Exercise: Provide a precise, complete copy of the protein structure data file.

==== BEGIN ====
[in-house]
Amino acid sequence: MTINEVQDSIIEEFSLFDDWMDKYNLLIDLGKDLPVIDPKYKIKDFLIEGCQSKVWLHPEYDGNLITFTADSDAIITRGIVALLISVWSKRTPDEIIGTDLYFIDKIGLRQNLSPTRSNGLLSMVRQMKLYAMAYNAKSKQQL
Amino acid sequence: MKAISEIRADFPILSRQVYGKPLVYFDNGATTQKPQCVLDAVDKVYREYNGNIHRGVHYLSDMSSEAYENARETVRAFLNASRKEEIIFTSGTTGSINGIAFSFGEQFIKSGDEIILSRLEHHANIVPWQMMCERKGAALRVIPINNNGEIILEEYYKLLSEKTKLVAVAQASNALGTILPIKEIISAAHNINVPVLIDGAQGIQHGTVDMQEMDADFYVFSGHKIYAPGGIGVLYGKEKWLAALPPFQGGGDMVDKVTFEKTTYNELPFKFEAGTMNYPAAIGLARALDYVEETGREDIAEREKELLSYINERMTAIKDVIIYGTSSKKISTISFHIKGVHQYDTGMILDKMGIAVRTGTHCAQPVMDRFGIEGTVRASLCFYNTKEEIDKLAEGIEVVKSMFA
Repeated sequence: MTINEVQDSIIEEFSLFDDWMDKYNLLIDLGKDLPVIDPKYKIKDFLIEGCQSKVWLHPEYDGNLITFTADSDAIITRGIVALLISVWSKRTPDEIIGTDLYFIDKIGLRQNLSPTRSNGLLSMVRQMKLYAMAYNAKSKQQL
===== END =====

[in-house]
Amino acid sequence: MTINEVQDSIIEEFSLFDDWMDKYNLLIDLGKDLPVIDPKYKIKDFLIEGCQSKVWLHPEYDGNLITFTADSDAIITRGIVALLISVWSKRTPDEIIGTDLYFIDKIGLRQNLSPTRSNGLLSMVRQMKLYAMAYNAKSKQQL
Amino acid sequence: MKAISEIRADFPILSRQVYGKPLVYFDNGATTQKPQCVLDAVDKVYREYNGNIHRGVHYLSDMSSEAYENARETVRAFLNASRKEEIIFTSGTTGSINGIAFSFGEQFIKSGDEIILSRLEHHANIVPWQMMCERKGAALRVIPINNNGEIILEEYYKLLSEKTKLVAVAQASNALGTILPIKEIISAAHNINVPVLIDGAQGIQHGTVDMQEMDADFYVFSGHKIYAPGGIGVLYGKEKWLAALPPFQGGGDMVDKVTFEKTTYNELPFKFEAGTMNYPAAIGLARALDYVEETGREDIAEREKELLSYINERMTAIKDVIIYGTSSKKISTISFHIKGVHQYDTGMILDKMGIAVRTGTHCAQPVMDRFGIEGTVRASLCFYNTKEEIDKLAEGIEVVKSMFA
Repeated sequence: MTINEVQDSIIEEFSLFDDWMDKYNLLIDLGKDLPVIDPKYKIKDFLIEGCQSKVWLHPEYDGNLITFTADSDAIITRGIVALLISVWSKRTPDEIIGTDLYFIDKIGLRQNLSPTRSNGLLSMVRQMKLYAMAYNAKSKQQL